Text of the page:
## Lecture question [ENDORSED]

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Parsia Vazirnia 2L
Posts: 44
Joined: Fri Jul 22, 2016 3:00 am

### Lecture question

Can someone further explain the diagram on page 30 of the course reader in which the mass is decreasing slowly? I was having a hard time understanding this during lecture.

Thanks

Vagarshak 2C
Posts: 6
Joined: Wed Sep 21, 2016 2:55 pm

### Re: Lecture question

Basically, the system Professor Lavelle sets up is almost similar to the system in the text book. The mass can be seen as the external pressure, Pex, and the heat reservoir is the heat entering the system to replace the energy lost by doing work. The point he was trying to make was that different systems can reach the same result; it is just a matter of the set up. For the system he sets up, as the weight of the mass decreases, the gas can expand which a type of work in itself
(w=-PdeltaV) which would cause the energy of the system to decrease but because there is a heat reservoir, there is no heat lost in the system and the total energy is 0 and q = -w. Also, the system is used to set up for the equation of work in an isothermal (constant T) system with a changing pressure.

AnkitaNair1E
Posts: 17
Joined: Wed Sep 21, 2016 2:55 pm
Been upvoted: 1 time

### Re: Lecture question  [ENDORSED]

Hi!
So essentially you have a container of an ideal gas with a volume V and a vacuum. (For the most part, you can just ignore the vacuum because its just part of the setup and only thing that happens to the vacuum is that it becomes smaller as the ideal gas expands.) This volume is being held by a external pressure which in this problem is the pulley with the mass. So, when we reduce the amount of mass on the pulley, we are effectively reducing the pressure. When pressure is reduced, the volume is allowed to expand and the gas does work on the surroundings. It's important to understand that when a system (the gas) does work, it loses energy to its surroundings.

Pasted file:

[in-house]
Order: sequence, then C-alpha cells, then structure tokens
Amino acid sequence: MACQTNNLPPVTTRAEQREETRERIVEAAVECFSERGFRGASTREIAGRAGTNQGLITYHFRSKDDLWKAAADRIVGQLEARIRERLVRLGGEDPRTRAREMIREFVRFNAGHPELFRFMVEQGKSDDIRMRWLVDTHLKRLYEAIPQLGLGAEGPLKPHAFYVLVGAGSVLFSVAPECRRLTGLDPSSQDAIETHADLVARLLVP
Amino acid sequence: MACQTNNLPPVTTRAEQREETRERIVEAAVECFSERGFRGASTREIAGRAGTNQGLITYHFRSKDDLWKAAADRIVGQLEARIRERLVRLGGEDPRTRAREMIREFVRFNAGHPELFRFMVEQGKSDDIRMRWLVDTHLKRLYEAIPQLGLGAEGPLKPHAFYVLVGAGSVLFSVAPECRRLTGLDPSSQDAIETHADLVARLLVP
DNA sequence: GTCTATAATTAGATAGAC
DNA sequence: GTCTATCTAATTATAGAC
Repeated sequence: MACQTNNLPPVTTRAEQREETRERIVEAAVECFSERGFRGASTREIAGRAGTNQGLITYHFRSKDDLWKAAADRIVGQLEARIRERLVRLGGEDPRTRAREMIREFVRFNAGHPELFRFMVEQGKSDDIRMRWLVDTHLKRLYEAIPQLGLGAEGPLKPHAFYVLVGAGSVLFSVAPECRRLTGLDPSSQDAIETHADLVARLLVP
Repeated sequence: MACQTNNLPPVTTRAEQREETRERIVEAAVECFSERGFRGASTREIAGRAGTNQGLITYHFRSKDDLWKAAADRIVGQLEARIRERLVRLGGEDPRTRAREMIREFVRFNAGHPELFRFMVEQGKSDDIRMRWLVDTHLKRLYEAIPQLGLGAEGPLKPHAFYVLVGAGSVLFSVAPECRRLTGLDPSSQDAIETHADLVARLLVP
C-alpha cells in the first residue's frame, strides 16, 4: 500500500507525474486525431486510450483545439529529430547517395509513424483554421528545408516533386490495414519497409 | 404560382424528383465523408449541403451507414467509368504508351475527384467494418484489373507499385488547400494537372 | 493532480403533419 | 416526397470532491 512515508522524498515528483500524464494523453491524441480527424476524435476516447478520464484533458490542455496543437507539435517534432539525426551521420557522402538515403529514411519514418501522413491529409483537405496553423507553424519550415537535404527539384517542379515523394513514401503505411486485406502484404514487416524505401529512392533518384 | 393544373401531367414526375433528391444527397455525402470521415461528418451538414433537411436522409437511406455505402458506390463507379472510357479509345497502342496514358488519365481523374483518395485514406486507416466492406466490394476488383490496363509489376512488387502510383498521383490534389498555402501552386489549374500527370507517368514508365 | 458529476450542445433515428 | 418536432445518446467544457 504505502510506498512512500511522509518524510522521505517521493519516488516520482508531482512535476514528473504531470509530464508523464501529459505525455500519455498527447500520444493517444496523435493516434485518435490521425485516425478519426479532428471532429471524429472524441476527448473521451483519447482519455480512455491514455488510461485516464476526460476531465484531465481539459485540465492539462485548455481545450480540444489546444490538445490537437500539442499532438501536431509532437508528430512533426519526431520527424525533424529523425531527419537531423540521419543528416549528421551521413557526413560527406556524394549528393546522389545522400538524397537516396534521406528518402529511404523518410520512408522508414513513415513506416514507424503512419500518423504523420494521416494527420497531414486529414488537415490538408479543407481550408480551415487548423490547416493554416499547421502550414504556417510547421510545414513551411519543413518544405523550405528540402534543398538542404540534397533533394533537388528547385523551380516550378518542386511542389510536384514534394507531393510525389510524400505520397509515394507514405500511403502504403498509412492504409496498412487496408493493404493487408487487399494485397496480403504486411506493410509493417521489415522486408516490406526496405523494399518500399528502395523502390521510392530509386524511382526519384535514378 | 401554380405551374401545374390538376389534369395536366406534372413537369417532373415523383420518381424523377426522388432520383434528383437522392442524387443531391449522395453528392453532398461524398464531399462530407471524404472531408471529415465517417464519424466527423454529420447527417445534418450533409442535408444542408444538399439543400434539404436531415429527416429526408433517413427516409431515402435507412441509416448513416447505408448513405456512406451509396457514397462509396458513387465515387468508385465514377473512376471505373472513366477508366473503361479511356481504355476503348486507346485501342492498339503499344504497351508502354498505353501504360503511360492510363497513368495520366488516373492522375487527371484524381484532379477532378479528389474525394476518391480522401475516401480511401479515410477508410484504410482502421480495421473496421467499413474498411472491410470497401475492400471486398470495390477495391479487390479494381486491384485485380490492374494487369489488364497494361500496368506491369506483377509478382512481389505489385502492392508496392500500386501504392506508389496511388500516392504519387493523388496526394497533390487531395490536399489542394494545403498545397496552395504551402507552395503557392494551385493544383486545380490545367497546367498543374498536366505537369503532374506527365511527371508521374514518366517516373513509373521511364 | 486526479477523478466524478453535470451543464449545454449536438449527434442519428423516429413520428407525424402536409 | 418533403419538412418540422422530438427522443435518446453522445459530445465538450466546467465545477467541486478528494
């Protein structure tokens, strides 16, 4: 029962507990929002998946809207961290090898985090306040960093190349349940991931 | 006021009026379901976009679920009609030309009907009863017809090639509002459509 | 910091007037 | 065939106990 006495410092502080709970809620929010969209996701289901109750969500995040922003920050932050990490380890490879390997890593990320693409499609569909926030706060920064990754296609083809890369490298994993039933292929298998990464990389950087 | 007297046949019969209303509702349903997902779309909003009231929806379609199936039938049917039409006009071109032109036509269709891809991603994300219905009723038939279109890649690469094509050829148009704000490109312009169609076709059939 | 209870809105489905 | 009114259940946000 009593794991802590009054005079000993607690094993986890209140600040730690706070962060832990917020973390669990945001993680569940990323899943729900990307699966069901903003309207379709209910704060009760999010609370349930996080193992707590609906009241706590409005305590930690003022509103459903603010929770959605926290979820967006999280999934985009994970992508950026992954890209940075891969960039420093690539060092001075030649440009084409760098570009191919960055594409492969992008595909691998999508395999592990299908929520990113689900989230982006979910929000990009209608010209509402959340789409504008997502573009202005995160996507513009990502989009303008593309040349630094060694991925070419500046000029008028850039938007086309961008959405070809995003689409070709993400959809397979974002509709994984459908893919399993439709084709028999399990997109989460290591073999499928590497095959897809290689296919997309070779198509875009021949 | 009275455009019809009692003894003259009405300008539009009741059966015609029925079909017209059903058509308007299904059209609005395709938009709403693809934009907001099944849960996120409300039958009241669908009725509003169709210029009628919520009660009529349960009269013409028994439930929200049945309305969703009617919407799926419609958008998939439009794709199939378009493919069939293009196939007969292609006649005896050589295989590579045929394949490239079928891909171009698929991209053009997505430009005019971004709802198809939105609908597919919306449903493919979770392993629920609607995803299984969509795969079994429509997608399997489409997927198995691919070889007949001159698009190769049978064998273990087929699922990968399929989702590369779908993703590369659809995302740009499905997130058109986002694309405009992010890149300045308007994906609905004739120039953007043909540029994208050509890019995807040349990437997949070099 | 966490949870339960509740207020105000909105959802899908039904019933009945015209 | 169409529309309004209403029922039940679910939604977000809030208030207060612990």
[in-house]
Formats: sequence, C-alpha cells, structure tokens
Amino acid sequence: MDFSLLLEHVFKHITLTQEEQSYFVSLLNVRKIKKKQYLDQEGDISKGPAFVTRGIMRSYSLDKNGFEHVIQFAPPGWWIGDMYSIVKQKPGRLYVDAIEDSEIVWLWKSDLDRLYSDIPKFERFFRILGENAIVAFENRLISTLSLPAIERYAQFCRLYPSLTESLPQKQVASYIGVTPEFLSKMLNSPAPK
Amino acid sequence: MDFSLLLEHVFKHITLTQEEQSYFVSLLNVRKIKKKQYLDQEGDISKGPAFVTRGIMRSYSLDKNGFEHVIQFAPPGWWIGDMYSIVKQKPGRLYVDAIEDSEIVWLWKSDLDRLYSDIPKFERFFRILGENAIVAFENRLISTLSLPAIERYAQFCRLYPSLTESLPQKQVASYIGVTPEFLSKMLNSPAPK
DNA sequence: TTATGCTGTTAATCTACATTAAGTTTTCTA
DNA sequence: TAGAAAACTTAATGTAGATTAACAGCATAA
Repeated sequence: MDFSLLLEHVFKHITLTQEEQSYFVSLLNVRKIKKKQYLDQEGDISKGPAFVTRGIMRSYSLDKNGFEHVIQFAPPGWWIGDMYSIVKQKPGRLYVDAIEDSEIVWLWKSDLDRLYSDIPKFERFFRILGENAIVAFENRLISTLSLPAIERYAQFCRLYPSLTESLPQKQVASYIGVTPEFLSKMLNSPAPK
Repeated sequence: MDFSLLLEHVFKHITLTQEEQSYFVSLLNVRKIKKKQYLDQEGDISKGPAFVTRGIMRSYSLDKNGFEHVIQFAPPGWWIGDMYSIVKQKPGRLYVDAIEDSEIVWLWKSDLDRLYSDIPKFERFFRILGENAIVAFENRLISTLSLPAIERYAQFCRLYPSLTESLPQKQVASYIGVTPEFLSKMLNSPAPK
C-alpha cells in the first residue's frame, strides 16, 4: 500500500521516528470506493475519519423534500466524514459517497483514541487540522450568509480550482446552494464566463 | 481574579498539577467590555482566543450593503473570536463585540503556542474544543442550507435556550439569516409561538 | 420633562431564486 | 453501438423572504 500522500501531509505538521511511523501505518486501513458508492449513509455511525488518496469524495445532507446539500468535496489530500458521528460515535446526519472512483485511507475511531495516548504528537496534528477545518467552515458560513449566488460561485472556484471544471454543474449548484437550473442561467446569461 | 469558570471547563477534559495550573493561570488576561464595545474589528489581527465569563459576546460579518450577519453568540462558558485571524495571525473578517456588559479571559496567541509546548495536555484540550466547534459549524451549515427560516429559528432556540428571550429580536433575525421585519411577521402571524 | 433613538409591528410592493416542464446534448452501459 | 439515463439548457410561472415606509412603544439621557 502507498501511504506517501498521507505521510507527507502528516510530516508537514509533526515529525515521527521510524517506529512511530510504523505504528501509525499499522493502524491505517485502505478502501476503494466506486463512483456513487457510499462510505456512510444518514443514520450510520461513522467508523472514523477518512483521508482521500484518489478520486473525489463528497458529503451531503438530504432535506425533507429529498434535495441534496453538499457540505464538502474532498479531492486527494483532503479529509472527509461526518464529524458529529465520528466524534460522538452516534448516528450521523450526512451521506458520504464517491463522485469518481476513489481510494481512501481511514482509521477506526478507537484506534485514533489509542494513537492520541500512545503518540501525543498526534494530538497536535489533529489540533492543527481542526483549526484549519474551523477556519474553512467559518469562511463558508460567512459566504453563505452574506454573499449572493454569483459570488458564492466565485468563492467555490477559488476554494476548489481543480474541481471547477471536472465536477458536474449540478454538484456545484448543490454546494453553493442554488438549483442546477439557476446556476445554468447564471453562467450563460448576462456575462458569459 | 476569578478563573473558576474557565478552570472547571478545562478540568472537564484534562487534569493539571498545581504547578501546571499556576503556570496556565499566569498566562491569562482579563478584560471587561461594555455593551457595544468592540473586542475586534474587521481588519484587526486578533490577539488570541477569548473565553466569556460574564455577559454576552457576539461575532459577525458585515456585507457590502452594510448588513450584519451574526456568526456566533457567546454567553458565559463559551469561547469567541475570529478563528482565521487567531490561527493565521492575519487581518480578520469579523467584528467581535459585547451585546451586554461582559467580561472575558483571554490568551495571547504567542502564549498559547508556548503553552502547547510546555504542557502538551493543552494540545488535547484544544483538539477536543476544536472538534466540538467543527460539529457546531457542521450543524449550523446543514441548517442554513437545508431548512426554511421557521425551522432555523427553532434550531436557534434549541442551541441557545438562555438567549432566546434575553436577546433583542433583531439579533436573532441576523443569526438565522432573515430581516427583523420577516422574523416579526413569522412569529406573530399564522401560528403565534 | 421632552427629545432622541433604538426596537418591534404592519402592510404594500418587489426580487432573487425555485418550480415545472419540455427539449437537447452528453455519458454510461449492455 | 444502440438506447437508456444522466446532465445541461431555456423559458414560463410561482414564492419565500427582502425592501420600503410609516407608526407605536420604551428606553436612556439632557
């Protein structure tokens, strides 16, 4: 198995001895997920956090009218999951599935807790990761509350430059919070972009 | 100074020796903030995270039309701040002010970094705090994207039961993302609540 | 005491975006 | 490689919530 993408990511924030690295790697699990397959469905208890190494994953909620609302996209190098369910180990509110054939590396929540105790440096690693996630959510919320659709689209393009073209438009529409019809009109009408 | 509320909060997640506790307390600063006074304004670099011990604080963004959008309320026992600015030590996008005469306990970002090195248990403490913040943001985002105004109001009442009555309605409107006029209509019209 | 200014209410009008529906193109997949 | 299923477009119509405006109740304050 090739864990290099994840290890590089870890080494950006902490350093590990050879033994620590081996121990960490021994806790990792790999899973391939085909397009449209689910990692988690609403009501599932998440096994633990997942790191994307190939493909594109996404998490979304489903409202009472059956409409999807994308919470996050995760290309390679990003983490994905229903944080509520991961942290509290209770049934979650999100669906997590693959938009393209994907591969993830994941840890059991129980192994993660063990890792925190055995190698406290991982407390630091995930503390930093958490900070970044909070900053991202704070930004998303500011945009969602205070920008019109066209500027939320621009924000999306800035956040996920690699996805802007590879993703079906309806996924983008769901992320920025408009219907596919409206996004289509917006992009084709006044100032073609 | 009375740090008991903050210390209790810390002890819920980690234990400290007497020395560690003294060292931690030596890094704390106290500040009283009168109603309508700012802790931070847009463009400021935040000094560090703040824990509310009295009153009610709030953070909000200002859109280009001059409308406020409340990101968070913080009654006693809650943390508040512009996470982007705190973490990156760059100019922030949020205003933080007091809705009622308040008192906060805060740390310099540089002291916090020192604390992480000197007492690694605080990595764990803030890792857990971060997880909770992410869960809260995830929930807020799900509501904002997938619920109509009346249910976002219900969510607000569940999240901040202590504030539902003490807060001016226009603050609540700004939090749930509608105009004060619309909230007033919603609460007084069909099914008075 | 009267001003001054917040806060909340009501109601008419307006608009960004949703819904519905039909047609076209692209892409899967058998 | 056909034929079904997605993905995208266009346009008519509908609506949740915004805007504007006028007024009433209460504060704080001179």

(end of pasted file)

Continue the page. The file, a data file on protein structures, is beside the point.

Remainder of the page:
Since we know that the gas is an ideal gas and that temperature is constant (isothermal) we can then use the equation (delta) U=(3/2)nR(delta)T to figure out the change in internal energy of the system. This equation is another way you can find the change in internal energy but it only works if you have an ideal gas in three dimensions (which we do). If you use this formula, you get (delta) U=0 since the temperature is constant and delta T =0
Since we know internal energy U=w+q we now know that w=-q. This tells us that the work done by the system is equal to the heat being put back into the system which is why our overall change in internal energy is zero.

Why is this important? Well, you'll see in the diagram directly below there's another set up where a gas is pushing against against a piston while heat is being put into the system. Even though these are two different experiments, they have the same result because both experiments show that the change in internal energy is zero. In both experiments, the amount of heat entering the system is equal to the amount of work the system does to expand. Ultimately, like Vagarshak said, I think the point of this example is to show you that two different systems can have the same result if you set it up the right way. Hope this helps!